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Assembly and Dynamics of Uber Complex RNPs

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The majority of protein-coding genes in multicellular organisms contain introns, noncoding regions that must be excised from newly made transcripts (pre-mRNAs) to generate messenger RNAs (mRNAs). Intron excision is mediated by the spliceosome, a highly dynamic macromolecular machine containing five stable small nuclear RNAs (snRNAs) and scores of proteins. By altering the splice sites it utilizes, the spliceosome can produce many different mRNAs from a single gene. Such alternative splicing greatly enhances the number of different proteins that can be encoded within a single genome and is crucial for development, maintenance, and function of diverse tissue types.

A central goal of our research is to elucidate the basic mechanisms by which spliceosomes accurately identify pre-mRNA splice sites and then catalyze intron excision. Recently the lab has developed methodologies for fluorescently labeling individual proteins in crude cell lysates. In collaboration with Jeff Gelles (Brandeis University), we use these lysates to monitor spliceosome assembly and intron excision on individual pre-mRNA molecules. The use of a multiwavelength fluorescence method, colocalization of single-molecule spectroscopy (CoSMoS), allows us to analyze the dynamic characteristics of individual spliceosomes in real time. This opens exciting new windows onto previously unaddressable questions regarding spliceosome assembly and internal its structural transitions.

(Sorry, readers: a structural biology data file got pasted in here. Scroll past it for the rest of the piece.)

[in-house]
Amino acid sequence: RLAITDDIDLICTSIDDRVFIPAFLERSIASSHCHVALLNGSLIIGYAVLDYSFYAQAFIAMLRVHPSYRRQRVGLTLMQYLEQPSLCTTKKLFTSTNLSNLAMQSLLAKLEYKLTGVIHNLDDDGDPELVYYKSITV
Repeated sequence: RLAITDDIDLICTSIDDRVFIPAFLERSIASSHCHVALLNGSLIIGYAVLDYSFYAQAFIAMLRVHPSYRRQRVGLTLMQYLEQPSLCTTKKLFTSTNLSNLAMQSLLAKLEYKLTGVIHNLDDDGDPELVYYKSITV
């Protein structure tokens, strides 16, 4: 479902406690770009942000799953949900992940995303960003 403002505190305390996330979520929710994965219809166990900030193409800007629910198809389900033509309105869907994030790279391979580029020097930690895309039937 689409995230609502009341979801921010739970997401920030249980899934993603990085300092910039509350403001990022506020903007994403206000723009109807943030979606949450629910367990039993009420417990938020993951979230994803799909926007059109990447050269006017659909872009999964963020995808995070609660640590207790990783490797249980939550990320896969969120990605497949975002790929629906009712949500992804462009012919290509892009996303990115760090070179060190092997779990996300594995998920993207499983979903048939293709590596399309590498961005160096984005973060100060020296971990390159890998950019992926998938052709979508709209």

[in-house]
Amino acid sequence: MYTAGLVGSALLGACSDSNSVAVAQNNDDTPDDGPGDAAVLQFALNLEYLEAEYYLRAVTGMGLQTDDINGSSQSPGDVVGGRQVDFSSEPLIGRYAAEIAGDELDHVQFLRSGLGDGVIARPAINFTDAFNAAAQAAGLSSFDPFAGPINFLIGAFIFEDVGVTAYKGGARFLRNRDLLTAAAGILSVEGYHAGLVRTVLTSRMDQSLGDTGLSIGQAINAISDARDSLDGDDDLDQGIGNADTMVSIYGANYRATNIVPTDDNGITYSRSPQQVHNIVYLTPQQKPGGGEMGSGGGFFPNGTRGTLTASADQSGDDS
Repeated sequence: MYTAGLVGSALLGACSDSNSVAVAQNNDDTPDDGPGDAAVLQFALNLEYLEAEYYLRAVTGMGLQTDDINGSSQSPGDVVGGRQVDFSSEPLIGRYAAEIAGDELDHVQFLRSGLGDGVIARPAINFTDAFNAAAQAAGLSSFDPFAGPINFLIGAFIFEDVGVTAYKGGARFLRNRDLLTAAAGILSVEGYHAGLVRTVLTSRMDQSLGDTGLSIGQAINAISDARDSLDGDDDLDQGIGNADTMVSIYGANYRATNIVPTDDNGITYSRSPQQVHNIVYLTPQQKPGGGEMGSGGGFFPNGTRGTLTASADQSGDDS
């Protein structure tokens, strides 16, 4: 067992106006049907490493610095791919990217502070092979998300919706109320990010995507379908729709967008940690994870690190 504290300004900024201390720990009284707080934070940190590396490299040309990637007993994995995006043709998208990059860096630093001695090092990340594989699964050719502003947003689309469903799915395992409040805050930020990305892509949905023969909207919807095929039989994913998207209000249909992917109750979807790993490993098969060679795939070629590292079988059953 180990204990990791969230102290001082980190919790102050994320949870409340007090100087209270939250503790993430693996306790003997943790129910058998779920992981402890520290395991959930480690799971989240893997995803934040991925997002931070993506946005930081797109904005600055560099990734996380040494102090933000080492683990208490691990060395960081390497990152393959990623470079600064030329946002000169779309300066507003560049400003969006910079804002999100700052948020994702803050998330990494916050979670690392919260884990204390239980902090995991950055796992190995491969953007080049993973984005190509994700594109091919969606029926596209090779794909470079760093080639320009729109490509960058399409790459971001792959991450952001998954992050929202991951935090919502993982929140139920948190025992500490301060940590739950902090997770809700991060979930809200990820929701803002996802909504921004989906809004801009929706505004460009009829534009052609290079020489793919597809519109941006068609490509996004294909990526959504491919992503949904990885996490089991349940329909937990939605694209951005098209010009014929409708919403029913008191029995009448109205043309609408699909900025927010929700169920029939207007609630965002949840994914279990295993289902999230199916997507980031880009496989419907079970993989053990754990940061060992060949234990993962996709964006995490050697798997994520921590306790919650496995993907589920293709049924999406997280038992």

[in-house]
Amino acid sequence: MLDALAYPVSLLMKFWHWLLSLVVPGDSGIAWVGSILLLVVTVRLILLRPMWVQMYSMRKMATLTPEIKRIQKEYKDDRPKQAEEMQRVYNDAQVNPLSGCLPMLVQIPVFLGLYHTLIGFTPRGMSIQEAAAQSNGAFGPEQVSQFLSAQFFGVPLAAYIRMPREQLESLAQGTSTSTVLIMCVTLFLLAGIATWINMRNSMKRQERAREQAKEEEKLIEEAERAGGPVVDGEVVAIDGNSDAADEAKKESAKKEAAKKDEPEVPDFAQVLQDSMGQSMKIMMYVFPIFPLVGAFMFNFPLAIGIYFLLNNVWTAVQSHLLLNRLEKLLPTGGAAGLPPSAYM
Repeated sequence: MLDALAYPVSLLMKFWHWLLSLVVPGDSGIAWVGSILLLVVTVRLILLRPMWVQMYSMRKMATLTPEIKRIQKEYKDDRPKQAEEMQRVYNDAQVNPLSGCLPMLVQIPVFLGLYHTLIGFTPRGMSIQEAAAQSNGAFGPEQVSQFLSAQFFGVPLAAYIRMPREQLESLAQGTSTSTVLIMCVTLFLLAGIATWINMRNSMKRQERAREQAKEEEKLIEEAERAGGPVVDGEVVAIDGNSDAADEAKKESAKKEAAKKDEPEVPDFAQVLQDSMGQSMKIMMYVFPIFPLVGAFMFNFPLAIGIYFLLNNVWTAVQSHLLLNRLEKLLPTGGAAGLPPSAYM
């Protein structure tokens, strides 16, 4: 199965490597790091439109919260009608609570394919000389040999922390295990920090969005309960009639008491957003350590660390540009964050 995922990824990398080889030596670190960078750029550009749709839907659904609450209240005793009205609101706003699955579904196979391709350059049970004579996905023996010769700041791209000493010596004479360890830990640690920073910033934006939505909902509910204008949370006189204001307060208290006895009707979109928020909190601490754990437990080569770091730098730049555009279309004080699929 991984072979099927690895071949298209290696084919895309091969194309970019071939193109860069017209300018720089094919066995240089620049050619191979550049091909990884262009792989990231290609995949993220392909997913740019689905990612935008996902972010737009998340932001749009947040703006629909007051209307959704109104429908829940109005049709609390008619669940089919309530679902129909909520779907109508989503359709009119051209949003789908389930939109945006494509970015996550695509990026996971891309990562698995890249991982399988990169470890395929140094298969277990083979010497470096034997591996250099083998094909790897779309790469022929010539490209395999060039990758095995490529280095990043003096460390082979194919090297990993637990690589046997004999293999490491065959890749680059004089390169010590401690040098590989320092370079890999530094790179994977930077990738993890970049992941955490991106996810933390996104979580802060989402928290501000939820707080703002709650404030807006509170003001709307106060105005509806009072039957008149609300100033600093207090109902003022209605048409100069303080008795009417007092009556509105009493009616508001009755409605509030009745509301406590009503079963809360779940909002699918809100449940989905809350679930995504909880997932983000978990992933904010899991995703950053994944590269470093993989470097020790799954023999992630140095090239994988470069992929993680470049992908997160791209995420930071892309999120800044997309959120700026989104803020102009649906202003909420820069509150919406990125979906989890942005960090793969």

This talk is part of the MRC LMB Seminar Series series.

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